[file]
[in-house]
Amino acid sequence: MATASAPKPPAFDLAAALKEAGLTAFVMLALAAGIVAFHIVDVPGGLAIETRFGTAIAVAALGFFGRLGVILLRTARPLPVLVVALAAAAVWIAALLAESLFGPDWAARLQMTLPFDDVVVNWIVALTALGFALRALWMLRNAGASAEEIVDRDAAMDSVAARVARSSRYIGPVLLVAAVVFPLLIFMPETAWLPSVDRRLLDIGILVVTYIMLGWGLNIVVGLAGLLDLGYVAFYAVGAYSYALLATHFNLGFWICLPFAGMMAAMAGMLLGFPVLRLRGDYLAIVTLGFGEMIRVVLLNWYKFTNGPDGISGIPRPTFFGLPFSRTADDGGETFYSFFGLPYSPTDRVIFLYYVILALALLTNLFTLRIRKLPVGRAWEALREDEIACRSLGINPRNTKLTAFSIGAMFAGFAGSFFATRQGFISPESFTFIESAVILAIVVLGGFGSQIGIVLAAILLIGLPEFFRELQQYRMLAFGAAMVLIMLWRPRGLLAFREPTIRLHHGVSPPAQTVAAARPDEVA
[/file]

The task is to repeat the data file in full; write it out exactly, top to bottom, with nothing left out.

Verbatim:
[in-house]
Amino acid sequence: MATASAPKPPAFDLAAALKEAGLTAFVMLALAAGIVAFHIVDVPGGLAIETRFGTAIAVAALGFFGRLGVILLRTARPLPVLVVALAAAAVWIAALLAESLFGPDWAARLQMTLPFDDVVVNWIVALTALGFALRALWMLRNAGASAEEIVDRDAAMDSVAARVARSSRYIGPVLLVAAVVFPLLIFMPETAWLPSVDRRLLDIGILVVTYIMLGWGLNIVVGLAGLLDLGYVAFYAVGAYSYALLATHFNLGFWICLPFAGMMAAMAGMLLGFPVLRLRGDYLAIVTLGFGEMIRVVLLNWYKFTNGPDGISGIPRPTFFGLPFSRTADDGGETFYSFFGLPYSPTDRVIFLYYVILALALLTNLFTLRIRKLPVGRAWEALREDEIACRSLGINPRNTKLTAFSIGAMFAGFAGSFFATRQGFISPESFTFIESAVILAIVVLGGFGSQIGIVLAAILLIGLPEFFRELQQYRMLAFGAAMVLIMLWRPRGLLAFREPTIRLHHGVSPPAQTVAAARPDEVA